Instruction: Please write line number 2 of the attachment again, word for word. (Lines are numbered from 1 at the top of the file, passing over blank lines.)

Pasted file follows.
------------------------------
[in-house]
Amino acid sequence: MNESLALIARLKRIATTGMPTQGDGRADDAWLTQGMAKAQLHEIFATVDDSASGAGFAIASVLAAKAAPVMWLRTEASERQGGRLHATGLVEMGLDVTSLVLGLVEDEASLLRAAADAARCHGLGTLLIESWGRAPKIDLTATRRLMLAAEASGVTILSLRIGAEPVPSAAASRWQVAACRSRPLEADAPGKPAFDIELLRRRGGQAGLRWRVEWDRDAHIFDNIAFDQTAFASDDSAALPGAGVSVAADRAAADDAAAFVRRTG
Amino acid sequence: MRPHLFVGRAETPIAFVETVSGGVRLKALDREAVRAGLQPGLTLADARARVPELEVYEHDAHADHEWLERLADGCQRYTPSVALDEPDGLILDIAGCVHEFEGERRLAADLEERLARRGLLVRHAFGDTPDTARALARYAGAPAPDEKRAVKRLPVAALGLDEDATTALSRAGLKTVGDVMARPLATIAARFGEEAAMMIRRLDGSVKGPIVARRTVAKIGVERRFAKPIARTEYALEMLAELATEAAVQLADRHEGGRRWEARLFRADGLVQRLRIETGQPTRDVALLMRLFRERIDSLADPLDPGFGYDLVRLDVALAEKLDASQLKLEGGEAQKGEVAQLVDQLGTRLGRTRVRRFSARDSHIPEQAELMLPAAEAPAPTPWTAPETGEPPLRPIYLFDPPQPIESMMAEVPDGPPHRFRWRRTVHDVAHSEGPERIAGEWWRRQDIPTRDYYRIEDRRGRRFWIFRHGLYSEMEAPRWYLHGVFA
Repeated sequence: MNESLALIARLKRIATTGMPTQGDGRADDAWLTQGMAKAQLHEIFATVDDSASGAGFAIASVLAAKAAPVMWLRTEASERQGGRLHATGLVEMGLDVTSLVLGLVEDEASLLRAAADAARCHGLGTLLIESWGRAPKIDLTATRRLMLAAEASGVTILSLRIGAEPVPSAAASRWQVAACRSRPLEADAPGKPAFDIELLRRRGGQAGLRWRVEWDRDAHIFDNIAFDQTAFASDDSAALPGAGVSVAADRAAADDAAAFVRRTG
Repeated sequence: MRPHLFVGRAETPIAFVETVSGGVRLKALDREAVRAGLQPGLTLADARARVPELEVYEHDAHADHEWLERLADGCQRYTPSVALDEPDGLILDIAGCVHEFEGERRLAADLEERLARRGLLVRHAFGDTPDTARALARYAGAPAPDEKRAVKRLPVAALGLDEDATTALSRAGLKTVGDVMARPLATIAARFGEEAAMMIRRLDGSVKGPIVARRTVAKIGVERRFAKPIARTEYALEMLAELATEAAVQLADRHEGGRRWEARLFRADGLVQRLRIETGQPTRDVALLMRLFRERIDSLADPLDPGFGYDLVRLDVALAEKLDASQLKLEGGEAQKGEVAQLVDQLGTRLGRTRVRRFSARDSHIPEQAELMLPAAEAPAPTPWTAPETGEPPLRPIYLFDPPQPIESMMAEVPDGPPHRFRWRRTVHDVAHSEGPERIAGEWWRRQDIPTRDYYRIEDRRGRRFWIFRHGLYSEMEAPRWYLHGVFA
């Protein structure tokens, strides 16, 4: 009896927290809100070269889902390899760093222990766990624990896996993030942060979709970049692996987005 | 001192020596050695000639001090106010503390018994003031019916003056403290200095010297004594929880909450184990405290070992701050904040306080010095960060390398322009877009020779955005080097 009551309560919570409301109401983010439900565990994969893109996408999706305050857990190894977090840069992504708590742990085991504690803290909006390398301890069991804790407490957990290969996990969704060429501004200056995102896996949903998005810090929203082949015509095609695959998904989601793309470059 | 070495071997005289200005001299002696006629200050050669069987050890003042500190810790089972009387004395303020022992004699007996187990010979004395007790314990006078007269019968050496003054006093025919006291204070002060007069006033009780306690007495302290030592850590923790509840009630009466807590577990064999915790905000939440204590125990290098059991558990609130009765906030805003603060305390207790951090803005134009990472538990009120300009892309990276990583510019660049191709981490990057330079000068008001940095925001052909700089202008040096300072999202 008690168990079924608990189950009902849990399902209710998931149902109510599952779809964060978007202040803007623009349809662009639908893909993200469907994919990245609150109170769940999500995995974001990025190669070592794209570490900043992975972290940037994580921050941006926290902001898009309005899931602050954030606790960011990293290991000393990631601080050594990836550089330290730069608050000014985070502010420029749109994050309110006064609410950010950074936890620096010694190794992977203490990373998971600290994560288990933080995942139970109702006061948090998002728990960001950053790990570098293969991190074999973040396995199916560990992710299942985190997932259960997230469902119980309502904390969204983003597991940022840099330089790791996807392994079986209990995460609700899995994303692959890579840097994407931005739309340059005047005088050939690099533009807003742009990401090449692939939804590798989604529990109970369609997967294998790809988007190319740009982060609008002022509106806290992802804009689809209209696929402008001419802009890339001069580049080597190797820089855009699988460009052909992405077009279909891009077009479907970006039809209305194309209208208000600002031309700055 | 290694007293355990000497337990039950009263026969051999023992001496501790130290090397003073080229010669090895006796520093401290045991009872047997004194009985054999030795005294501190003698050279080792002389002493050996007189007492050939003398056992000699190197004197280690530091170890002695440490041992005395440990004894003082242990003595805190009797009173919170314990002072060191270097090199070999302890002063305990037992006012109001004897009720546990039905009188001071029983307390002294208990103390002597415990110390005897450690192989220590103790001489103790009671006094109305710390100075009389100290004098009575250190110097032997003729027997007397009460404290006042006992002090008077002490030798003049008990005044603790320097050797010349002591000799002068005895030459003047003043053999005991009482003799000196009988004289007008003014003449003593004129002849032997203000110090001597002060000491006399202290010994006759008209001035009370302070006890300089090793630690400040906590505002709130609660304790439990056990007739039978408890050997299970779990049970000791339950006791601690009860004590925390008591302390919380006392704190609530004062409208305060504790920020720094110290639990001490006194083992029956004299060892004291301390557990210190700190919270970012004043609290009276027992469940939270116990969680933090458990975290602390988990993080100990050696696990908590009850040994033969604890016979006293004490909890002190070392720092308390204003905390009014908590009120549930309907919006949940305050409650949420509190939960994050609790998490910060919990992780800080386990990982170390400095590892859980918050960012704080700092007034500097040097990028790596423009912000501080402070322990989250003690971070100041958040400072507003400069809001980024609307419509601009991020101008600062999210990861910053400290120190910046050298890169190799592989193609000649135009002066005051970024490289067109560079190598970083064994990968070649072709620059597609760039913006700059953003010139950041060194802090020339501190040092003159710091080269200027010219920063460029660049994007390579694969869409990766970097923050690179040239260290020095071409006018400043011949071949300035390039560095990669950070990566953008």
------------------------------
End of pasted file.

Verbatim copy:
Amino acid sequence: MNESLALIARLKRIATTGMPTQGDGRADDAWLTQGMAKAQLHEIFATVDDSASGAGFAIASVLAAKAAPVMWLRTEASERQGGRLHATGLVEMGLDVTSLVLGLVEDEASLLRAAADAARCHGLGTLLIESWGRAPKIDLTATRRLMLAAEASGVTILSLRIGAEPVPSAAASRWQVAACRSRPLEADAPGKPAFDIELLRRRGGQAGLRWRVEWDRDAHIFDNIAFDQTAFASDDSAALPGAGVSVAADRAAADDAAAFVRRTG